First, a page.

Theresa Kasawala's blog

Darkness reins over Malawi's Cashgate

By Theresa Kasawala | January 22nd, 2014
Billions of kwacha were stolen from Malawi Treasury - but how and by whom?

Following the massive looting of taxpayers’ money known as cash-gate, Joyce Banda’s government promised Malawians that they would thoroughly investigate the scandal so as to bring the culprits to book and to let Malawians know what really happened.

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Malawi's corrupt blame game

By Theresa Kasawala | November 14th, 2013
Which party in Malawi is more corrupt?

Malawians should brace themselves for even tougher times ahead after donors under the Common Approach to Budgetary Support (Cabs) decided to suspend budgetary aid to the government estimated at K160 billion (US$400 million) until they got assurances from independent sources that their money would be used for its intended purposes if channelled through the government system.

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Time for Bingu to pack his bags?

By Theresa Kasawala | March 27th, 2012
President Bingu wa Mutharika

There is one very important fact to mention at the start of this column – President Bingu wa Mutharika is not going to leave office before 2014 whatever civil society is saying. And it’s saying quite a lot, including asking him to resign within 60 days.

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A Country without a Justice System

By Theresa Kasawala | February 23rd, 2012

The old adage that justice delayed is justice denied has never been more pertinent in Malawi – as the whole arm of government that helps citizens to access justice has not been functioning for the past two months. The reason – critical support staff are on strike in order to force the government to review their conditions of service. So apart from the occasional judicial order – such as recent rulings to release Ralph Kasambara on bail – only two arms of government are really operational – the legislature and the executive.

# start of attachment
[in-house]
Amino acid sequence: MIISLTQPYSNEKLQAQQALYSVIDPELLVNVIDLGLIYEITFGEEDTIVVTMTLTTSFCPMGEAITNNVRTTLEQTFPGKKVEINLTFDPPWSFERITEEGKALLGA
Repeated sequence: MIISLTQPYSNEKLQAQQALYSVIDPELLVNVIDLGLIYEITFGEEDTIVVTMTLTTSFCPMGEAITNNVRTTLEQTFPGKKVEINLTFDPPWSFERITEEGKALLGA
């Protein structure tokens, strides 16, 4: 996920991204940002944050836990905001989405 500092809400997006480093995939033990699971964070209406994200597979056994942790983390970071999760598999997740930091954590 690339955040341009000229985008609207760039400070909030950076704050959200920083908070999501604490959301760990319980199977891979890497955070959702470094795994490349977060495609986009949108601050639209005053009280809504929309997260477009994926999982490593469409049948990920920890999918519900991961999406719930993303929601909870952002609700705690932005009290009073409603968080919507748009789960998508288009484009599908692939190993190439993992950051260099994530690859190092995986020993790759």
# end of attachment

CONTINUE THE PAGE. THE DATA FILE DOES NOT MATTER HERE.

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More pain for Malawi's poor

By Theresa Kasawala | November 28th, 2011

For the first time since independence, Malawi has implemented something called a Zero Deficit Budget (ZDB). In a nutshell, ZDB means that instead of receiving the usual 40 percent of its annual budget from donors, government would cover this amount by sourcing funds from elsewhere – namely through the introduction of exorbitant taxes on products. But given the severe economic challenges that Malawi is facing, it does not require an economist to conclude that ZDB has definitely failed to deliver any kind of benefit and has instead further impoverished Malawians. 

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